This spring and in with keep with green and sustainable ethics we are going attempt to turn a kampa khazi into a composting toilet saving on the water used and making our own compost. Before we start I hasten to add as its basically a fancy bucket it’ll be used for number ones only and not number twos. Even though its perfectly ok to use this method for both. By using compost as a base and a old water but as the composter hopefully we can make good compost in quick time.
For a couple of years now, we have been thinking about using a composting toilet mainly to save the club money on the water bill. Also its fun trying to think of ways to recycle and also help save the environment. I must have saved a fortune not having to wash my clothes as much,but there is still alot more that can be done. Here is a sanitary way to turn “waste” into fertilizer. It starts with the collection device, and ends with the composting device designed to make fertilized dirt. There is no “waste”.
What makes this sanitary and earthy smelling instead of just a bucket of waste is the cover material.
Step 1: Covering Material
Cover material can be grass clippings, Peat Moss, Coconut Coir (recycled coconut fibers), ground up corn cob, or even sawdust (raw wood preferred, not kiln dried). Our favorite is the Recycled Coconut Coir (a waste product from the food industry) and the ground corn cob.
Put about 3″ in the bottom of the bucket before use to act as a liquid absorbent and after every deposit, cover with another inch or so.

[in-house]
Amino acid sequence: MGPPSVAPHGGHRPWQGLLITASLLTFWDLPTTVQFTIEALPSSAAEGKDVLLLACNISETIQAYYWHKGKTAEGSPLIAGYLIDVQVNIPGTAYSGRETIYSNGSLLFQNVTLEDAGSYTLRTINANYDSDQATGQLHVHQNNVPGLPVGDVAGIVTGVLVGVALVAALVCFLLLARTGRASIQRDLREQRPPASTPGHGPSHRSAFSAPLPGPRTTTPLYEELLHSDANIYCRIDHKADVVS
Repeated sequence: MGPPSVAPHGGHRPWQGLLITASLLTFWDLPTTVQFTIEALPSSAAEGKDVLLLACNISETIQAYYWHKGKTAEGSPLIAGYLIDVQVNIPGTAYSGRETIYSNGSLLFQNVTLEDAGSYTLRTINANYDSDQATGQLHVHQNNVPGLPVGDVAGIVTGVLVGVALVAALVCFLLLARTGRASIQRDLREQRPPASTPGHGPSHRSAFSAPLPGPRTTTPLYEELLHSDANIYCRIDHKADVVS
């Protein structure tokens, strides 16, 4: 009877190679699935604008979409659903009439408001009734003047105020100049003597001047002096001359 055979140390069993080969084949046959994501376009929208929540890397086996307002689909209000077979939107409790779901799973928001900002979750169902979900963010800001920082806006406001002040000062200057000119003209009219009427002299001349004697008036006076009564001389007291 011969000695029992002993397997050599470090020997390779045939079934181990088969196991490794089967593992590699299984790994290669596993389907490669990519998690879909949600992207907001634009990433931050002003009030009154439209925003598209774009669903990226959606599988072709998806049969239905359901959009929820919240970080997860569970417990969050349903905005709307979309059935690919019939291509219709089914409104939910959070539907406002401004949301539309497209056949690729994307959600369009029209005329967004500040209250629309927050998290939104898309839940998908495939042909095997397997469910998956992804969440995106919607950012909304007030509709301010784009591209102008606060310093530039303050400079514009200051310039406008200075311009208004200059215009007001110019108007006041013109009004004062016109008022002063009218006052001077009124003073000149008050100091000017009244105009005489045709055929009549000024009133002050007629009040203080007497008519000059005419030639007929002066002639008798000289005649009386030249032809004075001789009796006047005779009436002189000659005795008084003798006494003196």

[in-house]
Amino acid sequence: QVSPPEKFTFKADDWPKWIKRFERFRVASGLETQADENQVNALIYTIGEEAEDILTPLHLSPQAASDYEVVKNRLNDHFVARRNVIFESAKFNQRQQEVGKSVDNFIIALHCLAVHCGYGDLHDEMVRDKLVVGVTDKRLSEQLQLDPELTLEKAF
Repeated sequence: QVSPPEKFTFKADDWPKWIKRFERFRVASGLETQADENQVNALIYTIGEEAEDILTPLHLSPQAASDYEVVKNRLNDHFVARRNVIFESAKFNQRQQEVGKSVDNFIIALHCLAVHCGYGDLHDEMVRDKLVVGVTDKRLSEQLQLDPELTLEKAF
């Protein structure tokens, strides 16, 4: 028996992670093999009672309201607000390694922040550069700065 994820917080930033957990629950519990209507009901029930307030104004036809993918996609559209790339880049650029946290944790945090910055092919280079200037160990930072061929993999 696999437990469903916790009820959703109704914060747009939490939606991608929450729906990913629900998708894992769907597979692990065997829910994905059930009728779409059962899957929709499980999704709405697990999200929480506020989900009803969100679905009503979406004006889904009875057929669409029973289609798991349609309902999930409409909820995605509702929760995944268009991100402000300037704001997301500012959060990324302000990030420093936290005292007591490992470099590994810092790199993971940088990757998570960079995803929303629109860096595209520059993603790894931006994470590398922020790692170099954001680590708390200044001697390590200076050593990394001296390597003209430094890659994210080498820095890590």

Some folks use a plastic bag liner, especially when camping. This makes it easier to keep the bucket clean, but harder to compost, as the bag needs to be disposed of. Biodegradable bags exist, but still problematic for composting. Perfect for camping in the woods.
Step 2: Composting
When the bucket is about 3/4 full, take it outdoors and dump it into your compost bin. Again, you can cover with dry materials, this time lawn / garden cuttings, to eliminate smells and flies. You can build your own compost bin with a 55 gallon drum (with aeration holes), a stack of tires with the sidewalls cut out, pallets, or purchase one already made.
Step 3 Using the Compost
After a year of composting, the resulting compost is perfectly safe to use in the vegetable garden. This is the part that makes most people shudder, but you can’t catch diseases you don’t already have, and after this amount of time, there’s nothing pathogenic left, so there’s nothing to fear. If you still have fears, use it for flowers, trees, and shrubs.
Apart from human waste there are other things you can compost as well Green things are best these include:
Animal manure with straw
Brussels sprout stalk
Fruit peelings and pulp
Old bedding plants
Soft prunings and plant debris
Tea leaves and bags
Vegetable peelings and pulp
You can also use Browns but these can produce carbon and take longer to break down and rot.
Slower to rot, provide carbon & fibre and allow air pockets to form.
Corn starch liners
Used kitchen paper
Vacuum cleaner contents
Certain things should never be placed in your bin.
Meat and fish scraps